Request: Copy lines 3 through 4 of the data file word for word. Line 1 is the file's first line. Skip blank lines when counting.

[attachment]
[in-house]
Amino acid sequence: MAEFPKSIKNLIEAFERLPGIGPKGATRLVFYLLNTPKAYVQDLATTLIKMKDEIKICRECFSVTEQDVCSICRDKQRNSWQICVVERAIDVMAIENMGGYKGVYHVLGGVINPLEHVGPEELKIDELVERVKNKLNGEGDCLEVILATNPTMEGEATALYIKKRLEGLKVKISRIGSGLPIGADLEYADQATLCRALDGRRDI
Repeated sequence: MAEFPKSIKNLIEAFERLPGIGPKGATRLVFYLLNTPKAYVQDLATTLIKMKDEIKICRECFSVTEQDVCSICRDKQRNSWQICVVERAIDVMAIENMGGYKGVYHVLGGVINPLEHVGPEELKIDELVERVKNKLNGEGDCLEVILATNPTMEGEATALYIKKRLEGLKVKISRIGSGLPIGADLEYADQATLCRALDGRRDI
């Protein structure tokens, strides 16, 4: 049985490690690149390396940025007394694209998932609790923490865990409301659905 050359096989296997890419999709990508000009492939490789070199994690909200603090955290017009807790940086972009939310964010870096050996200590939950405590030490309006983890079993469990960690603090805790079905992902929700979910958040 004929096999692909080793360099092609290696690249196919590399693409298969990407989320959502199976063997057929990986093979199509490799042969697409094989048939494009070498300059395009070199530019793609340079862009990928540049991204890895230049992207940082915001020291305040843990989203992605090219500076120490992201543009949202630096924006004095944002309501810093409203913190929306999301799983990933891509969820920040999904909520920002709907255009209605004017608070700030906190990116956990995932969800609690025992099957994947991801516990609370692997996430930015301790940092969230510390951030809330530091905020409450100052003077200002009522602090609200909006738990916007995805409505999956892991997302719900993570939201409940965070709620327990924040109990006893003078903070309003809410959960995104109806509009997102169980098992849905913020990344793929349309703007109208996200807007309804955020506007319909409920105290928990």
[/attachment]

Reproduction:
Repeated sequence: MAEFPKSIKNLIEAFERLPGIGPKGATRLVFYLLNTPKAYVQDLATTLIKMKDEIKICRECFSVTEQDVCSICRDKQRNSWQICVVERAIDVMAIENMGGYKGVYHVLGGVINPLEHVGPEELKIDELVERVKNKLNGEGDCLEVILATNPTMEGEATALYIKKRLEGLKVKISRIGSGLPIGADLEYADQATLCRALDGRRDI
């Protein structure tokens, strides 16, 4: 049985490690690149390396940025007394694209998932609790923490865990409301659905 050359096989296997890419999709990508000009492939490789070199994690909200603090955290017009807790940086972009939310964010870096050996200590939950405590030490309006983890079993469990960690603090805790079905992902929700979910958040 004929096999692909080793360099092609290696690249196919590399693409298969990407989320959502199976063997057929990986093979199509490799042969697409094989048939494009070498300059395009070199530019793609340079862009990928540049991204890895230049992207940082915001020291305040843990989203992605090219500076120490992201543009949202630096924006004095944002309501810093409203913190929306999301799983990933891509969820920040999904909520920002709907255009209605004017608070700030906190990116956990995932969800609690025992099957994947991801516990609370692997996430930015301790940092969230510390951030809330530091905020409450100052003077200002009522602090609200909006738990916007995805409505999956892991997302719900993570939201409940965070709620327990924040109990006893003078903070309003809410959960995104109806509009997102169980098992849905913020990344793929349309703007109208996200807007309804955020506007319909409920105290928990």